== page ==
Ben Turner

Ben Turner Talks Promoting Gender Equality & Association for Electronic Music's Fifth Anniversary

Ben Turner, 44, has been involved with nearly every aspect of electronic music since he fell for the form nearly three decades ago: as a fan, raver, journalist, editor, manager, creative director on DanceStar USA: The American Dance Music Awards and co-founder of the annual International Music Summit in Ibiza, Spain.

But in 2013, he felt one thing was missing from the scene. “What was needed, from my perspective, was infrastructure,” he explains. “When you think back five years ago, the genre was exploding all over the world. In an industry, you need to be able to speak with one voice on certain occasions to make a key message. That didn't exist.”

So Turner and attorney Kurosh Nasseri founded the Association for Electronic Music, a nonprofit organization, expressly for that purpose. Despite industry skepticism -- “Setting up a nonprofit trade organization in this day and age is a very difficult thing to do,” says COO Mark Lawrence, “let alone setting one up with global reach targeting every aspect of an entire genre” -- the organization celebrates its fifth birthday in 2018. “We’ve gone from 40 member companies to over 150 operating in 34 countries,” says Lawrence.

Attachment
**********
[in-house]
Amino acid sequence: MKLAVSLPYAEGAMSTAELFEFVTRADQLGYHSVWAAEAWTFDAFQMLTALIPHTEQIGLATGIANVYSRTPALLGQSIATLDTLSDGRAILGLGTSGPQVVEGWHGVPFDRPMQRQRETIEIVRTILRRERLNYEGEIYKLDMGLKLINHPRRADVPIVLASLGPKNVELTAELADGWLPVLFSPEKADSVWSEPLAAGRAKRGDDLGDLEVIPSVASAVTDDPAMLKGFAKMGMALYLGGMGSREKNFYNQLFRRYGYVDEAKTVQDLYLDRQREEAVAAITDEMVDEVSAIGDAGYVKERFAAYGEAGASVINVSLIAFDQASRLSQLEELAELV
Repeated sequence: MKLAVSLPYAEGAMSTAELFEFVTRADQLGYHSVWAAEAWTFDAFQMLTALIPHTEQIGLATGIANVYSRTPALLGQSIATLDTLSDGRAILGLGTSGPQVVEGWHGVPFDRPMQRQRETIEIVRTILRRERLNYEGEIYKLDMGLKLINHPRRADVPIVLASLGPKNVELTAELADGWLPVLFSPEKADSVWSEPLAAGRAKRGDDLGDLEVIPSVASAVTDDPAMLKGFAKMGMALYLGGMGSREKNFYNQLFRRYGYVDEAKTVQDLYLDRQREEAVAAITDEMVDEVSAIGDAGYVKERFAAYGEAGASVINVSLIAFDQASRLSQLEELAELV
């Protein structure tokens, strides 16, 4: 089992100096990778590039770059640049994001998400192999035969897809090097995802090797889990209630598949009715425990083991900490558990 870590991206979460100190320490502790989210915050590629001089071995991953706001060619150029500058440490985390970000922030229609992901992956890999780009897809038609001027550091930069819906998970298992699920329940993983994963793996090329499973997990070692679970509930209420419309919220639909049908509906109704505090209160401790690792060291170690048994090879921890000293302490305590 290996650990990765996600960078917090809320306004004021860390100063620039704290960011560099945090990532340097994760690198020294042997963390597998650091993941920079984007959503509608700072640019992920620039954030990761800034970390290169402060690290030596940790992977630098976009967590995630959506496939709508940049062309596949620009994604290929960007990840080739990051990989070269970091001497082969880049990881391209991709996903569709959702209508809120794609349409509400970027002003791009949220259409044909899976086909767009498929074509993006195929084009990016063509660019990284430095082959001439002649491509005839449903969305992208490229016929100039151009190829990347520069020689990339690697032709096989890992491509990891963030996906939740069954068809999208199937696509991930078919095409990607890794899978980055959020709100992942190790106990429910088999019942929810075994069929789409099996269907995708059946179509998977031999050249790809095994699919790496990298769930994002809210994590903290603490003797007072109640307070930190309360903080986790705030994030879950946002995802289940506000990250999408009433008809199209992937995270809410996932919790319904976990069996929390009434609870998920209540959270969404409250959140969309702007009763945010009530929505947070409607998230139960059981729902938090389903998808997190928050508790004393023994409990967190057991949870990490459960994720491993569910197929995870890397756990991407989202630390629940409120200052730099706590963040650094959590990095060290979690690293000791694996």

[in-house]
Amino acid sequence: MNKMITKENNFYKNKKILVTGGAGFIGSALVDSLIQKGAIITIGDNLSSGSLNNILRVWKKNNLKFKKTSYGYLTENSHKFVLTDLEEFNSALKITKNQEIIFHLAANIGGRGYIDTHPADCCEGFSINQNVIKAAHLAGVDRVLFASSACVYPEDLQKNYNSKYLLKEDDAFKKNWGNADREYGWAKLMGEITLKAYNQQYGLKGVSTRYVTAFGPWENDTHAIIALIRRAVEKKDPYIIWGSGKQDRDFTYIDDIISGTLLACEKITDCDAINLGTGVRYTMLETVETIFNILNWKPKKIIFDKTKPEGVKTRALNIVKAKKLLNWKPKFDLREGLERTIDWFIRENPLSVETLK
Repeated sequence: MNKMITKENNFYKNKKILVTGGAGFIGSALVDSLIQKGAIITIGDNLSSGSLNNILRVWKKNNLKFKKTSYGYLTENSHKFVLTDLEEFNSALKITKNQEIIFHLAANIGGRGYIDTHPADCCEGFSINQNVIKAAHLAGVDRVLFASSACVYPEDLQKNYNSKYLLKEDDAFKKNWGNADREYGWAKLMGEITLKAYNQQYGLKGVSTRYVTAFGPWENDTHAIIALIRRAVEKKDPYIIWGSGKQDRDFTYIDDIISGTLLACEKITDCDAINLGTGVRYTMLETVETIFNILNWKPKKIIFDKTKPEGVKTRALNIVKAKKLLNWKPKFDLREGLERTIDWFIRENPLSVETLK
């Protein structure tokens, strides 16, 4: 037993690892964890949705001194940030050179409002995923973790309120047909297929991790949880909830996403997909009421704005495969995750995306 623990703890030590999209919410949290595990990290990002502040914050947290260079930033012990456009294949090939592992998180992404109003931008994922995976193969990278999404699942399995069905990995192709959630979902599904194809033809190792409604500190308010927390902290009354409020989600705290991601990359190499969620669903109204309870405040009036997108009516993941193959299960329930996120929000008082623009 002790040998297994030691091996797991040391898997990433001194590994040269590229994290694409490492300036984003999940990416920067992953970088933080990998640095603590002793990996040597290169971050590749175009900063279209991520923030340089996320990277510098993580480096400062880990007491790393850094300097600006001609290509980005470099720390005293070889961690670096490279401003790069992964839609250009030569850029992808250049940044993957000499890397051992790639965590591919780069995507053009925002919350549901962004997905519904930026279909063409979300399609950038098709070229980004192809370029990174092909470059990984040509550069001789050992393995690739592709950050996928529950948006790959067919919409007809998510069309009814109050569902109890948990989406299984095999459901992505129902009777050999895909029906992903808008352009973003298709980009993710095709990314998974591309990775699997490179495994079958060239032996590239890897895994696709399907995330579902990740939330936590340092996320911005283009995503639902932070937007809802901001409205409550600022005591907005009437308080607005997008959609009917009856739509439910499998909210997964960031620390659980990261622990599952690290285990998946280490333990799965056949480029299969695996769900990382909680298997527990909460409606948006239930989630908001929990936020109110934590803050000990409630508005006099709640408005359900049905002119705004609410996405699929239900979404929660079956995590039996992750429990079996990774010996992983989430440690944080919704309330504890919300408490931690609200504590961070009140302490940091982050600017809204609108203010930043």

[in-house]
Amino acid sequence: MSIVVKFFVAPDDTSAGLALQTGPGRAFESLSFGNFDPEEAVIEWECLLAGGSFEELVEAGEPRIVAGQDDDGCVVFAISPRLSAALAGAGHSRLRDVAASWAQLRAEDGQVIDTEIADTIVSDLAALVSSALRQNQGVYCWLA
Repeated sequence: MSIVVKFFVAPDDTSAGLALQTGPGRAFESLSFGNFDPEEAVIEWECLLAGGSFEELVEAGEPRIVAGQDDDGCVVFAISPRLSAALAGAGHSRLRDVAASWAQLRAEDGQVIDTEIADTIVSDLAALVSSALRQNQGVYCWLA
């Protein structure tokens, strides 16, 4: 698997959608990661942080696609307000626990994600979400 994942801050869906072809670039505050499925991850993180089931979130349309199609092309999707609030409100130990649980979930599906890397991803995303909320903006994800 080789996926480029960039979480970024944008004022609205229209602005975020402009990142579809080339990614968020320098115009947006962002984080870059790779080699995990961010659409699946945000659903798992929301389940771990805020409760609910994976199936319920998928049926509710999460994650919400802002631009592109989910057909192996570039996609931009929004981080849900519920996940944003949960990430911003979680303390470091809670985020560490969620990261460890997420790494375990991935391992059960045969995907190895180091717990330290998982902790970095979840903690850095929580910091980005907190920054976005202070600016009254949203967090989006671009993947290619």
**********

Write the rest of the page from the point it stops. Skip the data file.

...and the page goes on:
AFEM’s scope is expansive: “everything from making sure music-recognition technology is used in nightclubs to help pay the right people to raising awareness of mental health problems in electronic music,” explains Lawrence.

Nasseri points to several major wins for AFEM since its founding. Among them: The number of performing rights organizations agreeing to use music-recognition tech has risen from three to 14 since AFEM set its sights on the issue, and the association has been able to reduce industrial-scale piracy by notifying payment providers about the “worst offenders” using their services.

As Turner looks to the future, he says he wants to ensure that the organization stays true to the “all-embracing” roots of electronic music. “I felt AFEM was not doing enough to encourage more female participants on the boards,” he says. For fans of the genre, “electronic music has always been extremely open across rank, color and gender,” he says. “It’s important we don’t forget the values this music was built on.”

So, as part of the next step in the organization’s evolution, AFEM is pledging to achieve gender parity across its various advisory boards -- more than doubling the number of women, who now account for about 20 percent of seats -- by the end of 2020. The efforts will be guided by AFEM’s own gender-diversity group and, an organization founded by Mixcloud executive Andreea Magdalina in 2014 with the goal of, among other things, increasing the number of women with active roles in the music industry overall.

Another facet of AFEM’s attempt to reduce the gender gap in electronic music includes a new global confidential hotline for reporting incidents of sexual misconduct. “If there are victims of harassment, either in the workplace or on the dancefloor, in the industry, they should be given every opportunity to take confidential support from experts,” says Lawrence. The hotline went live last December, and AFEM will receive its first findings in March.

Turner, Nasseri and Lawrence hope that other organizations will follow suit. “There are progressive places leading, and there are others that need inspiration,” says Lawrence. “If we can inspire some organizations to change, then our job is done.”

This article originally appeared in the March 24 issue of Billboard.